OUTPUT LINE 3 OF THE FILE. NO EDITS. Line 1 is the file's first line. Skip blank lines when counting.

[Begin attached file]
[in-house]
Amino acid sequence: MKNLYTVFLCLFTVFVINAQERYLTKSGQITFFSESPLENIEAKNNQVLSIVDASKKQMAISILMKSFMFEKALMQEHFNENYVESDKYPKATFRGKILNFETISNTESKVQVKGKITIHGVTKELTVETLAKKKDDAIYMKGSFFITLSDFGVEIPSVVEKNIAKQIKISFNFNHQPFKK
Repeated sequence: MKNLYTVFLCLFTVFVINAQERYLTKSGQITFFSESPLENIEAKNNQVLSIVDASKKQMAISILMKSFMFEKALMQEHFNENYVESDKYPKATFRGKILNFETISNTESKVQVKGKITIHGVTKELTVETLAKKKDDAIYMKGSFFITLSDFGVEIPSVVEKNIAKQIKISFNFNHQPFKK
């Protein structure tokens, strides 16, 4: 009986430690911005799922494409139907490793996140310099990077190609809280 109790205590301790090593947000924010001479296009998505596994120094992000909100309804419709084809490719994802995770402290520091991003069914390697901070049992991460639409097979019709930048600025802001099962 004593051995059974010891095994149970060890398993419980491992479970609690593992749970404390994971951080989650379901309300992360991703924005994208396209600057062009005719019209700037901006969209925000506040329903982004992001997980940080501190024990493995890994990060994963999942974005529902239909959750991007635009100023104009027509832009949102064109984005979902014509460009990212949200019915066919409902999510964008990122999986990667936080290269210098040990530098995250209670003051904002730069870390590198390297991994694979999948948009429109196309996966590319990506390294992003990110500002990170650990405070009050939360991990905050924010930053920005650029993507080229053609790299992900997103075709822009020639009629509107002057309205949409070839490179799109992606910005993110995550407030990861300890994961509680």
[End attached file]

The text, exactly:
Repeated sequence: MKNLYTVFLCLFTVFVINAQERYLTKSGQITFFSESPLENIEAKNNQVLSIVDASKKQMAISILMKSFMFEKALMQEHFNENYVESDKYPKATFRGKILNFETISNTESKVQVKGKITIHGVTKELTVETLAKKKDDAIYMKGSFFITLSDFGVEIPSVVEKNIAKQIKISFNFNHQPFKK